The RCMP in almost every field of endeavour for the last several years has been beaten up, the badge tarnished; the criticisms coming fast and furious, sometimes unfair, but more than often deserved.
They, meaning the management of the RCMP, have been displaying a lack of operational understanding, often proving themselves to be ineffectual in times of crisis or at critical investigational junctures. This has been in combination with an embarrassing lack of leadership in terms of managing their own personnel.
The RCMP’s inability to solve crimes, their inability to bring terrorists to successful trial conclusions, their inability to defend Parliament hill, and their inability to appreciate and anticipate sexual harassment civil suits costing hundreds of millions of dollars, have left this once proud organization, this policing icon to the world in shambles. Piece by piece it is being exposed and stomped on, while being watched over and supervised by ineffectual governments.
The current group of managers extoll the qualities of political correctness, strive at being inclusive; they are not known for principled steadfastness, successful investigations or timely intelligence gathering.
The RCMP does not operate in a vacuum. If internal ineptness is not enough they are also being hampered and hindered on several fronts, whether it is the judiciary and the Jordan rule, prosecution services hiding behind “substantial likelihood of conviction”, or a simple lack of resources and an absence of human relations policies.
The incestuous world of RCMP upper management is now being governed by a new leader, one known apparently for her inclusiveness, and as recently announced her willingness to go along with the mandate of the Liberal government. She has effectively declared herself a follower, not a hoped for leader.
Present day officers have been suffering for years from a flawed promotional and staffing system, an unsupportive management and an infusion of political correctness that has left this organization confused, struggling with 21st century issues, and in need of a complete re-build.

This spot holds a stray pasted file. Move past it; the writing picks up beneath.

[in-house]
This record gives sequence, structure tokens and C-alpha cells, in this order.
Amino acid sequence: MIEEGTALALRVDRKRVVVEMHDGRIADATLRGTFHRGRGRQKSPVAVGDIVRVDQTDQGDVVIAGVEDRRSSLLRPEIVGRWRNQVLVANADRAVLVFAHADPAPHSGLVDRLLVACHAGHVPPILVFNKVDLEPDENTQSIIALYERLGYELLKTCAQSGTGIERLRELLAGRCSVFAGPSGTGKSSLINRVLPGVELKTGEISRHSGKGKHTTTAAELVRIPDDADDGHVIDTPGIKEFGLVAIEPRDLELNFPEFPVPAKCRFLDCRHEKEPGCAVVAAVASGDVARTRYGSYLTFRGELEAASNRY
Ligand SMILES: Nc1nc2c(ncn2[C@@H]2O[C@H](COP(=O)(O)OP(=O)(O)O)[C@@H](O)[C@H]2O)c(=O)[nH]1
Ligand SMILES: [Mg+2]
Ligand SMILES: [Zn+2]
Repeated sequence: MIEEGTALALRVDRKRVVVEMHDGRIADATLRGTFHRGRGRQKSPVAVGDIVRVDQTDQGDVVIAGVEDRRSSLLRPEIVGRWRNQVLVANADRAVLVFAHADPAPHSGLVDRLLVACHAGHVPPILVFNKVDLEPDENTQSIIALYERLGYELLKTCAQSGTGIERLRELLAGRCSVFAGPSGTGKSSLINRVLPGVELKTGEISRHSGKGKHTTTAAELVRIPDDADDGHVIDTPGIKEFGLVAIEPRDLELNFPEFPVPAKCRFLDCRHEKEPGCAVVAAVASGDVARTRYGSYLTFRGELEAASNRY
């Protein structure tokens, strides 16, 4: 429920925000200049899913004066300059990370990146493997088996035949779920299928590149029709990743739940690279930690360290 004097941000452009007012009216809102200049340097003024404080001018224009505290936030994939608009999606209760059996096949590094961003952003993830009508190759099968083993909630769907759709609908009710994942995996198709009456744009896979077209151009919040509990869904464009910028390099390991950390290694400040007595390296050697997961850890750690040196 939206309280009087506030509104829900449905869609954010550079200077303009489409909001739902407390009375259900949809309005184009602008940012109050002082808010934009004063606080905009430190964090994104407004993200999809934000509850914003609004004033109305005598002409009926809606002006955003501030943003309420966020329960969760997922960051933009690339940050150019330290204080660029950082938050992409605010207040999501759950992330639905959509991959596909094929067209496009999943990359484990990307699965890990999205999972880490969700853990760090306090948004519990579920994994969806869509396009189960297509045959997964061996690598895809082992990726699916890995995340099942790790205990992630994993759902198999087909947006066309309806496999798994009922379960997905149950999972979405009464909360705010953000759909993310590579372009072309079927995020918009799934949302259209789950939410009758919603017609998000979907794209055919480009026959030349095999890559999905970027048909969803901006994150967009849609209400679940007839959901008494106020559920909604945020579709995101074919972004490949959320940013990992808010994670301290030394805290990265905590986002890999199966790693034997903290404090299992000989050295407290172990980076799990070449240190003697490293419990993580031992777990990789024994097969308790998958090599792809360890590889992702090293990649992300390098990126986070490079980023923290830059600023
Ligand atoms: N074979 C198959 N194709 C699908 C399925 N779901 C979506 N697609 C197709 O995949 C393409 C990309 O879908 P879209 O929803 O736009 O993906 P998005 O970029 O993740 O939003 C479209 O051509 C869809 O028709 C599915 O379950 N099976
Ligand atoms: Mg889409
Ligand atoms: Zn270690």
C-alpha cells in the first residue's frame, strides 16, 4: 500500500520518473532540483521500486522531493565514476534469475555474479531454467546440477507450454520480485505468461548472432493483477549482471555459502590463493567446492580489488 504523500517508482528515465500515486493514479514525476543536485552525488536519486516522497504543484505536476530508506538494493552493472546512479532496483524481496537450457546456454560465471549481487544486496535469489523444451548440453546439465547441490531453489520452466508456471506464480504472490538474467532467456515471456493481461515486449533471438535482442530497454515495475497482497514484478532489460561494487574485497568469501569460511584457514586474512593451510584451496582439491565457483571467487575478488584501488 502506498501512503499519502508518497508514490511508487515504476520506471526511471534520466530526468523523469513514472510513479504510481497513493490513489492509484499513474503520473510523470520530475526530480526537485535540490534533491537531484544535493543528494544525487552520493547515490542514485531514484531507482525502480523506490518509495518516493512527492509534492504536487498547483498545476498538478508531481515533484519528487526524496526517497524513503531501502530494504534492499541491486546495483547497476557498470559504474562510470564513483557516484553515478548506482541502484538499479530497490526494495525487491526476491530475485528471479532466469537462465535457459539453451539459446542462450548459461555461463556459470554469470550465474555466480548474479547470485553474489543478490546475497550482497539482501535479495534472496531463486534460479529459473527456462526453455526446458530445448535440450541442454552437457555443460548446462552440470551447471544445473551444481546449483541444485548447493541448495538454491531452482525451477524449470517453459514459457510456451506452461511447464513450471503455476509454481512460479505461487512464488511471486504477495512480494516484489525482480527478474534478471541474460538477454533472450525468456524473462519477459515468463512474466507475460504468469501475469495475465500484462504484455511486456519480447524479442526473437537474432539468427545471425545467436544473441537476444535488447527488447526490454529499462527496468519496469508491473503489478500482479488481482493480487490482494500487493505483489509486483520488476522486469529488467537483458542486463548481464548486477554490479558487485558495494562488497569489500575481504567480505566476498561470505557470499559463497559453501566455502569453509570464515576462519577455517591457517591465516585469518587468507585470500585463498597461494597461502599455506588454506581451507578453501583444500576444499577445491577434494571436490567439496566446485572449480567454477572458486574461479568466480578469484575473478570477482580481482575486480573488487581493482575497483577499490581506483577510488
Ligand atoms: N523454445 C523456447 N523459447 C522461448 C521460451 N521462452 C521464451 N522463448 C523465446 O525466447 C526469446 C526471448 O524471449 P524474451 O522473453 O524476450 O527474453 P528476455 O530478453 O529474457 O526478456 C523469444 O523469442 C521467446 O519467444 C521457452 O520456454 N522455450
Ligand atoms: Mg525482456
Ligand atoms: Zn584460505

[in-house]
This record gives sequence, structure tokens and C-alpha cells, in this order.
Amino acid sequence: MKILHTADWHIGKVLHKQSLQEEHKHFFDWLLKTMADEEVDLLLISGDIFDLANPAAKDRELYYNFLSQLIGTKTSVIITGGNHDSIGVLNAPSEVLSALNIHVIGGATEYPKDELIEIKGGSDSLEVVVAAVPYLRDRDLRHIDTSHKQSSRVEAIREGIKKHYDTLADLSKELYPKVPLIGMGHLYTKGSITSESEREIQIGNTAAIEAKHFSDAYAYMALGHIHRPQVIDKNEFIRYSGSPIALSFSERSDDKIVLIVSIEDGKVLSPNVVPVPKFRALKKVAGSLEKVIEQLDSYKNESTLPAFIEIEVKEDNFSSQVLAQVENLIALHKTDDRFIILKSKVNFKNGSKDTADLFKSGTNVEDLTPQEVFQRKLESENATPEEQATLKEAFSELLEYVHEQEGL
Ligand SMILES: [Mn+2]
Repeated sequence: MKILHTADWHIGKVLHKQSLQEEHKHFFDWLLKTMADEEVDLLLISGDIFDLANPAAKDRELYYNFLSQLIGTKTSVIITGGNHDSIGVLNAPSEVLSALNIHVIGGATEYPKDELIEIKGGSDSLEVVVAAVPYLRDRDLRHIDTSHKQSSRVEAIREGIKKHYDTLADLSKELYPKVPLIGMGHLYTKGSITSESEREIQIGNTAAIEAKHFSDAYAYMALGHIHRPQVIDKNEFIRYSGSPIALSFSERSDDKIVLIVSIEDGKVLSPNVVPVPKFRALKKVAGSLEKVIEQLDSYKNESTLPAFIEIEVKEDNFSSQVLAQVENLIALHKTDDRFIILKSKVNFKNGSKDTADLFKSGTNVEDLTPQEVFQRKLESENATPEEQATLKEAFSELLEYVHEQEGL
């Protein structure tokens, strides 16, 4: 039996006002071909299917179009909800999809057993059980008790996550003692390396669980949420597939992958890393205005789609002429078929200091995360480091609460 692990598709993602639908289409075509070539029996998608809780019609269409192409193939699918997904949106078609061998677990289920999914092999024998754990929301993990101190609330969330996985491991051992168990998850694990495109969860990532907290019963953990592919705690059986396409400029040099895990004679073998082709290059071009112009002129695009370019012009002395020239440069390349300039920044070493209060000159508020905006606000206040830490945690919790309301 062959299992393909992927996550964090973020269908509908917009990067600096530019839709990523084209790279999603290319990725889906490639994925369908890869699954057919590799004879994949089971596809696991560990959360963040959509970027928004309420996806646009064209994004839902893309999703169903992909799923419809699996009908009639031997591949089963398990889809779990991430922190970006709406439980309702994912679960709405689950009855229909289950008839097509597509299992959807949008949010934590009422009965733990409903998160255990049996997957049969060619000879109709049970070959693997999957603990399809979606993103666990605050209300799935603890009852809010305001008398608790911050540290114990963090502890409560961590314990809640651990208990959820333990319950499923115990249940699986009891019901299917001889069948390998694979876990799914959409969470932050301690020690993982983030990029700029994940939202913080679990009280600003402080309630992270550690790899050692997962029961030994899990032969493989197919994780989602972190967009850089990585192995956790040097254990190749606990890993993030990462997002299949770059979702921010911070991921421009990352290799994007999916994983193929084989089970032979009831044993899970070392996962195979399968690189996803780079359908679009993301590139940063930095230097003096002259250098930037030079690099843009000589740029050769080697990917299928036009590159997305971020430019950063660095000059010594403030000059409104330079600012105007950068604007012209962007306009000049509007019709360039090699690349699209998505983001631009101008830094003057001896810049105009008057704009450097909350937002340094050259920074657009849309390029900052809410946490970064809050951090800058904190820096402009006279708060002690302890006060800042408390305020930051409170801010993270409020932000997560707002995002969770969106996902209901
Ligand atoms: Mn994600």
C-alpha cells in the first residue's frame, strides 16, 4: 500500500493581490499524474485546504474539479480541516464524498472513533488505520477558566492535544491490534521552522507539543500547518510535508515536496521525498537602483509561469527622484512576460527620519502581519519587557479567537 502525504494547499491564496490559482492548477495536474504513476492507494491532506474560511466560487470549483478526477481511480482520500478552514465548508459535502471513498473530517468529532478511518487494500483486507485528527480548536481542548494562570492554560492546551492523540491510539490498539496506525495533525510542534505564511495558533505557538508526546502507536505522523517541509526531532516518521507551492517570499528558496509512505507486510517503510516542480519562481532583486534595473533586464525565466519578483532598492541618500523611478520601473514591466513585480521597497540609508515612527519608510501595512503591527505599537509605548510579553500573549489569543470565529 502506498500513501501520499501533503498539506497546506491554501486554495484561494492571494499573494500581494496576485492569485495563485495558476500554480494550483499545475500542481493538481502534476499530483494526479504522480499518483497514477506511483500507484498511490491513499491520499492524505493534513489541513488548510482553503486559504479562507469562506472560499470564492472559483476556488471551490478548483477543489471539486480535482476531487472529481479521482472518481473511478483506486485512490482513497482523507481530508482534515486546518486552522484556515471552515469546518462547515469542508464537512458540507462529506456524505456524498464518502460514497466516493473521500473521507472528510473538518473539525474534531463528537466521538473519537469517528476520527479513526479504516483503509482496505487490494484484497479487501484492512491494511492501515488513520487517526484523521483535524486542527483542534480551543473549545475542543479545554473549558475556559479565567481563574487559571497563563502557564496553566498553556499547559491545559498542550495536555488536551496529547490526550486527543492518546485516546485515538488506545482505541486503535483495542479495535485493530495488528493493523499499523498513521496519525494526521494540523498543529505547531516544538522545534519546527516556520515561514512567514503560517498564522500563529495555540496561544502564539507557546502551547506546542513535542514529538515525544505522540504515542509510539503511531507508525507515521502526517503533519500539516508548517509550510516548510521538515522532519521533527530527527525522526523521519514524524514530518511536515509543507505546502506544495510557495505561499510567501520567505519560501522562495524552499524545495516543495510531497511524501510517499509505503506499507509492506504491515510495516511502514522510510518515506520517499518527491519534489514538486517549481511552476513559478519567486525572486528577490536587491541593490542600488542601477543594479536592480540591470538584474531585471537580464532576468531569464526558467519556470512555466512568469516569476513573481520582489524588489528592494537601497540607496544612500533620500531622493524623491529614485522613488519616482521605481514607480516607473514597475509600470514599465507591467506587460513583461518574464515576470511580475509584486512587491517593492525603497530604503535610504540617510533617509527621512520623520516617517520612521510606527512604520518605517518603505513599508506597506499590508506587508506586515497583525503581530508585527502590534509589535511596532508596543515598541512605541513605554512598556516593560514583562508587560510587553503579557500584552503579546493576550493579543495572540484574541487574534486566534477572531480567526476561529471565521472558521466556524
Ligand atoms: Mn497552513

Many wonder how the RCMP has lost its way in such a profound manner?
The RCMP is being buffeted by wave after wave of 21st century standards and policies being forced upon a 20th century stultified organization. Nowhere is this more evident than at their flagship for operational policing in Canada, the Surrey detachment of the RCMP, its largest operational Detachment.
Located at 14355 57th Ave., in Surrey, British Columbia, its city sculpted flowered entrance belies a troubled organization. Behind this somewhat imposing concrete bunker style building the problems battering the RCMP play themselves out on a daily basis.
As any quantitative researcher will tell you, numbers matter, and an examination of the statistics coming out of this office are enlightening. (After a year long wait, an Access to Information request was recently received.) Questions have been asked about the makeup of the detachment, the deployment of resources to see what could be found out from this rather secretive group. It is believed that Surrey is an example of what is going wrong within the RCMP in terms of its operational capabilities.
First: the population of Surrey has been growing. In 2006, the population of Surrey was at 394,080; in 2016 the population was 530,443 an increase of 34% in those 10 years. So you may assume that there must have been a requisite change or increase in the number of occurrences or operational files generated by the RCMP just based on the increase in population? More people, more problems? (Most policing agencies base their requests for further manpower on the numbers, the more people the greater the need for officers, based on a police/per person ratio of anywhere from 1/600 to 1/900 for example) However, if you look closer you will find a different story.
The actual number of operational investigational files generated by calls for service went from 162,973 in 2006 to 185,801 in 2016. That is only a 14% increase. How can this be explained?
One theory is that the reporting of actual crime has dropped. Businesses in Whalley for example, which have been broken into a number of times simply are not reporting them anymore, keeping the numbers at an artificial low. Difficult to measure for sure, but the anecdotal evidence is strong.
It is also possible that the makeup of the population is changing; is Surrey becoming a wealthier suburb of Vancouver? Is the criminal element shifting further east? Also possible but not being measured as of yet.
So if the occurrences are not growing, because those numbers show an occurrence rate growing at only 1.5% per year, what about the actual types of crime: comparing the years 2006 with 2015.